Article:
June 26, 2018

How to Make Networking Less Painful


Article by Natas Lekic

For many young professionals, attending a networking event sounds about as fun as going to the dentist. Necessary? Yes. Enjoyable? Not so much.

Attitudes like this are understandable — the pressure is high, you’re not sure whom to approach first, and conversations can range from awkward to downright embarrassing — but they’re also shortsighted.

Networking is the most effective way to find a new job, and 84 percent of professionals agree that face-to-face interactions are the best way to cultivate better business relations. Anecdotally speaking, connecting with others via networking events has been integral to building my business. I’ve formed partnerships, gained affiliates, and won clients all because of networking.

Of course, you already know that networking is valuable. What’s harder to understand is that it doesn’t have to be miserable. If you reframe your thinking around networking, you can transform it from a necessary evil to a powerful tactic for building your personal and professional brand.

Here is the two-step approach I use to make networking not only bearable, but valuable:

1. Illuminate Your ‘Why’

I empathize with those who dread networking because I used to struggle with it myself. When I first started my business, I was desperate to make productive connections and gain traction, but I often left events feeling frustrated because I genuinely didn’t know how to get beyond the compulsory “What do you do?” exchange.

It’s not that I was shy. In fact, I was eager to make introductions, shake hands, and dive into meaningful conversations. But after a minute or two of chatting, I’d see the other person’s eyes glaze over, a clear sign that my pitch was falling flat. I quickly realized I needed to reframe how I introduced myself and my book editing company.

Instead of telling people who I was and what I did, I began illuminating why I do what I do. For instance: I own a book editing business because I worked in book publishing, so it’s an industry in which I am well versed. I arrived at publishing because I believe books enrich the world and help us understand new ideas, connect with others, and grow personally.

Now, when I’m networking with people who aren’t in my industry and I’m asked what I do, I say, “I help authors craft books that earn a special place in the hearts and minds of their readers.” This is a more accurate description of what I do, and it’s a lot more interesting. By getting to the root of your why, you can communicate a purpose that speaks to more people, even those outside of your target audience.

When I’m networking inside my industry, I use a slightly different approach, introducing myself by highlighting the value I bring to my potential clients. Typically, that looks something like this: “I work with inspiring authors who want to learn how to craft books that realize their ambitious visions.” This way, I can convey to industry insiders both what I do and the value I deliver in one strong statement.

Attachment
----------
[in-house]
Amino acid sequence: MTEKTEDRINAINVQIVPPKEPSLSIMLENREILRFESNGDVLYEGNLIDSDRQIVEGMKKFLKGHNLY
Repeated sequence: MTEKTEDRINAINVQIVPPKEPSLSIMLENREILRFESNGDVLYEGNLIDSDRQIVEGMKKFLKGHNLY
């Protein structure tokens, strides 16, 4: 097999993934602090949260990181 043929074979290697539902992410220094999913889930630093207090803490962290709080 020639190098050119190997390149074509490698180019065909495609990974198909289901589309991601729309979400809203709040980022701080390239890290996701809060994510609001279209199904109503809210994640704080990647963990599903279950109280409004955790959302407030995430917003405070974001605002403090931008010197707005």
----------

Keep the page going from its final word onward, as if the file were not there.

2. Deliver the Unexpected

A great introduction is important, but for networking to be truly valuable, you need to turn that introduction into a follow-up meeting.

There are multiple ways to keep your conversation moving organically from the moment of introduction, but I think the best and most underused way to do this is by talking books. When you meet someone who could be a valuable networking connection, offer them a personalized book recommendation. Ideally, you’ll have a copy on hand to gift your new connection, but an enticing (and quick) description works as well.

This strategy is successful for several reasons. First, it’s unexpected. People rarely anticipate leaving a networking event with anything aside from sales swag or business cards. Furthermore, offering a person a physical book relevant to their interests creates a much stronger association than any sales pitch ever will. This act establishes you as someone who is knowledgeable in their area of interest, which makes you a much more alluring connection.

That said, for this strategy to work, you need to prepare. You should know ahead of time who it is that you’d like to meet at a networking event. Then, do your research. What is their area of expertise? What topics do they often write or talk about? What are their personal interests? Based on the answers to these questions, what book do you think this person would enjoy?

When you deliver the gift, add a personal touch, such as a note on the inside cover explaining why you think they’ll love the book. This further establishes the personal connection between the two of you.

I’ve been on the receiving end of this act a few times, and each time the book was incredibly valuable to me. To receive a book that delivers impactful insights or inspires you is priceless. You can bet I prioritize gift givers’ emails and look for ways to help them.

If you’re dreading the next networking event, take a look at your bookshelf. You might not find a volume you want to pass along, but you may remember an idea you want bring up. Either way, you stop relying on charisma and start relying on intelligence and aptitude instead. That’s exactly how you make a lasting impression.

A version of this article originally appeared on SUCCESS.com.

Natasa Lekic is the founder of NY Book Editors, a book editing service where authors are matched with experienced editors from the Big 5 publishers. Natasa believes every author has a unique story that can inform, inspire, and entertain readers.

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